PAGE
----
In this embodiment then, the client computer 101 stores a local copy of the method table 801 and the product locator table 803 and uses these local copies to perform the analysis.
Referring now to FIG. 10 there is shown the process of the system analyzer 907 for analyzing 204 the client computer 101 to determine the list of installed software products.
The system analyzer 907 first synchronizes 1001 the method table 801 and the product locator table 803 in the client computer 101 with the current versions held by the service provider computer 102. Preferably each table is replaced in its entirety; this is likely to be faster than comparing individual entries and updating only those that are out of date. The synchronization may be mandatory or conditioned by version on client computer 101 being older than the version on the service provider computer 102, as indicated by stored timestamp of last time the update table 709 in the service provider computer 102 was updated.
Once the tables are synchronized, the system analyzer 907 can operate locally, for improved efficiency. The system analyzer 907 traverses the entire method table 801, and invokes 1003 each scan method 812 to search the Registry and configuration files 915 of the client computer 101. Each scan method 811 outputs a scan_string, as described, specifying some software product installed on the client computer 101.
The system analyzer 907 applies (1005) each of the scan_strings to the product locator table 803. The product locator table 803 receives the scan_string and resolves 1007 the scan_string to determine a product name 815 and a release instruction 816 associated with it. In some cases, the scan_string does not uniquely identify a product name 815, but matches several product names of installed software products. Accordingly, for each matching entry, the system analyzer 907 obtains 1009 a constraint 814 from the product locator table 803, and resolves 1009 the constraint to determine whether product on the client computer 101 is in fact the product listed in the entry. The constraint 814 of one of the entries will be satisfied and uniquely identify the product name.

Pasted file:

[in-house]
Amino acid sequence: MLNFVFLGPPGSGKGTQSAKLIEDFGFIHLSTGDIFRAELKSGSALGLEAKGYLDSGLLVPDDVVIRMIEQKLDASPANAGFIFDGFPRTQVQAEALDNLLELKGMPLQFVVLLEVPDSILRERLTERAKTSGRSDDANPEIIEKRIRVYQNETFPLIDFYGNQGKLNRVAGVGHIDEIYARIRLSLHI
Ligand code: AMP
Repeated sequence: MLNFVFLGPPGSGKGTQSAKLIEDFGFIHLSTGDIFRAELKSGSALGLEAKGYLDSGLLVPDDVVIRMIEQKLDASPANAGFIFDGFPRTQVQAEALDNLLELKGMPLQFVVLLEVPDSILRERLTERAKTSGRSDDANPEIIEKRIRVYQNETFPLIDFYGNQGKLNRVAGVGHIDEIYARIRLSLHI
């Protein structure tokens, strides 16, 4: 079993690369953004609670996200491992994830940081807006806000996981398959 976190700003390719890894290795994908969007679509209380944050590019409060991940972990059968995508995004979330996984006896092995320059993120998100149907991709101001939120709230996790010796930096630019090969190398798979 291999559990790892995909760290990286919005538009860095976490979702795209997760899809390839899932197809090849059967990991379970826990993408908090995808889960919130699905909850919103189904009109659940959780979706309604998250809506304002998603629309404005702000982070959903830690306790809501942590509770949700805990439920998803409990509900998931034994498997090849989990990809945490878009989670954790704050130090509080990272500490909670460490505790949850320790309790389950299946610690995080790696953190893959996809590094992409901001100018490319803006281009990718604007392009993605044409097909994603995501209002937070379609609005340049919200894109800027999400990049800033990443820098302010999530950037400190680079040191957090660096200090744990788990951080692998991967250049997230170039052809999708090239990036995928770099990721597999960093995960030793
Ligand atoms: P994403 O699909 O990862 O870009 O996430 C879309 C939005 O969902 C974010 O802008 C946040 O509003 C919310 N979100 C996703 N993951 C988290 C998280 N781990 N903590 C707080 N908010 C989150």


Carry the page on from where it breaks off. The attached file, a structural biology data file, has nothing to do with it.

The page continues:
Once the specific entry with the correct product name is identified, the system analyzer 907 resolves 1011 the release instruction 816 for the entry to obtain the release or version number of the installed software product. The release instruction 816 is preferably an executable procedure that obtains the version number from the named software product, and thus not merely the actual data itself. Using an executable procedure here ensures that the obtained release or version number is actual value for the product.
The result obtained by the system analyzer 907 from the product locator table 803 is a list 1013 of the installed software products on the client computer 101, each product identified by name and the installed version. The system analyzer 907 uses this list to query the service provider computer 102 to determine 205 for which of these products there is an applicable update.